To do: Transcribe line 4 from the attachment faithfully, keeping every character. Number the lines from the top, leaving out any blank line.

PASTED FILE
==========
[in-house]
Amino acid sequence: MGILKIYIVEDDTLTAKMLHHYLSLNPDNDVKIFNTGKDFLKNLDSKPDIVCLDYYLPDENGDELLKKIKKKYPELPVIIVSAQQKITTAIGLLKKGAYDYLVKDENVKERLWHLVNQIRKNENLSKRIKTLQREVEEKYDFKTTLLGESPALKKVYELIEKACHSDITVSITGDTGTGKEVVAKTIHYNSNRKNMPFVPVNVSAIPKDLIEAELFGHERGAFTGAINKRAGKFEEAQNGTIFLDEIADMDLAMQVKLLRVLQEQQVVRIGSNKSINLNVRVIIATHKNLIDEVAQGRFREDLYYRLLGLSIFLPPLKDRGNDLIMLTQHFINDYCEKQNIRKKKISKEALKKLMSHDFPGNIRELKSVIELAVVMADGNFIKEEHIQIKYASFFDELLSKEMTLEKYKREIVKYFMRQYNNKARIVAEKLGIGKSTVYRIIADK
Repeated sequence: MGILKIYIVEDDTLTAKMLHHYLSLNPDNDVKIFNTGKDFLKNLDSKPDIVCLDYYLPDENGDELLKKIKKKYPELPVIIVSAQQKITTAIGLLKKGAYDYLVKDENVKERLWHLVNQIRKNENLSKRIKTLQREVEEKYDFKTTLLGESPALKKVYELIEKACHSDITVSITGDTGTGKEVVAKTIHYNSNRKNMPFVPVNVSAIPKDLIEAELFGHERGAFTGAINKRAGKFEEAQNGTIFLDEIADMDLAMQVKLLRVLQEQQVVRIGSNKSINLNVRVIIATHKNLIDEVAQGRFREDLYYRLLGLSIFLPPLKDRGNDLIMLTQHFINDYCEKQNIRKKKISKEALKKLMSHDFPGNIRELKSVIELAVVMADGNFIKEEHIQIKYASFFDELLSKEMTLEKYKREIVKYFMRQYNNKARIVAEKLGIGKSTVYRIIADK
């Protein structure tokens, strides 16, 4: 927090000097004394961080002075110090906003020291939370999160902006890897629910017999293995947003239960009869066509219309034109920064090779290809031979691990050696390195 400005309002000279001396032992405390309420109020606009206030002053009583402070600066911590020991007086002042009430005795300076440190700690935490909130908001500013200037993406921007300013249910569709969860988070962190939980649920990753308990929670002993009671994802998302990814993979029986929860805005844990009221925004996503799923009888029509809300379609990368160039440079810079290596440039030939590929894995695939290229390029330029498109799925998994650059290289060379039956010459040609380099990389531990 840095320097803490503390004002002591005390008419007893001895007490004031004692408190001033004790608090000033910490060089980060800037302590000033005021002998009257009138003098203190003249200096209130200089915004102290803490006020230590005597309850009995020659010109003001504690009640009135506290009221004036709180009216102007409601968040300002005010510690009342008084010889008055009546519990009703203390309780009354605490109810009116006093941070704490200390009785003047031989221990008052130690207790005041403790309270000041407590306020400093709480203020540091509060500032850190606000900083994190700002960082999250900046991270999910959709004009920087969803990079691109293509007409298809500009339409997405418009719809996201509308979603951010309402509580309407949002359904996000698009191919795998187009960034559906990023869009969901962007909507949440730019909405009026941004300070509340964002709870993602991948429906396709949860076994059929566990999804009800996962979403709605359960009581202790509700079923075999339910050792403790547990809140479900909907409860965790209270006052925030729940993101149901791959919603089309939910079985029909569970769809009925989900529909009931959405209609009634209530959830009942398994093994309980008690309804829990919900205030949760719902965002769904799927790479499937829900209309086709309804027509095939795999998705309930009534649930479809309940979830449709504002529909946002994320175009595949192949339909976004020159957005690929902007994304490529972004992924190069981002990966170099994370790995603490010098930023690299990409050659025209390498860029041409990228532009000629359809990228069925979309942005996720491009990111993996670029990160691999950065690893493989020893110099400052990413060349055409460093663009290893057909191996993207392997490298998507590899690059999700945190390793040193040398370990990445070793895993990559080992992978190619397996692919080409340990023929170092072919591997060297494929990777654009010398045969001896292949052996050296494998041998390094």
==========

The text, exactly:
């Protein structure tokens, strides 16, 4: 927090000097004394961080002075110090906003020291939370999160902006890897629910017999293995947003239960009869066509219309034109920064090779290809031979691990050696390195 400005309002000279001396032992405390309420109020606009206030002053009583402070600066911590020991007086002042009430005795300076440190700690935490909130908001500013200037993406921007300013249910569709969860988070962190939980649920990753308990929670002993009671994802998302990814993979029986929860805005844990009221925004996503799923009888029509809300379609990368160039440079810079290596440039030939590929894995695939290229390029330029498109799925998994650059290289060379039956010459040609380099990389531990 840095320097803490503390004002002591005390008419007893001895007490004031004692408190001033004790608090000033910490060089980060800037302590000033005021002998009257009138003098203190003249200096209130200089915004102290803490006020230590005597309850009995020659010109003001504690009640009135506290009221004036709180009216102007409601968040300002005010510690009342008084010889008055009546519990009703203390309780009354605490109810009116006093941070704490200390009785003047031989221990008052130690207790005041403790309270000041407590306020400093709480203020540091509060500032850190606000900083994190700002960082999250900046991270999910959709004009920087969803990079691109293509007409298809500009339409997405418009719809996201509308979603951010309402509580309407949002359904996000698009191919795998187009960034559906990023869009969901962007909507949440730019909405009026941004300070509340964002709870993602991948429906396709949860076994059929566990999804009800996962979403709605359960009581202790509700079923075999339910050792403790547990809140479900909907409860965790209270006052925030729940993101149901791959919603089309939910079985029909569970769809009925989900529909009931959405209609009634209530959830009942398994093994309980008690309804829990919900205030949760719902965002769904799927790479499937829900209309086709309804027509095939795999998705309930009534649930479809309940979830449709504002529909946002994320175009595949192949339909976004020159957005690929902007994304490529972004992924190069981002990966170099994370790995603490010098930023690299990409050659025209390498860029041409990228532009000629359809990228069925979309942005996720491009990111993996670029990160691999950065690893493989020893110099400052990413060349055409460093663009290893057909191996993207392997490298998507590899690059999700945190390793040193040398370990990445070793895993990559080992992978190619397996692919080409340990023929170092072919591997060297494929990777654009010398045969001896292949052996050296494998041998390094």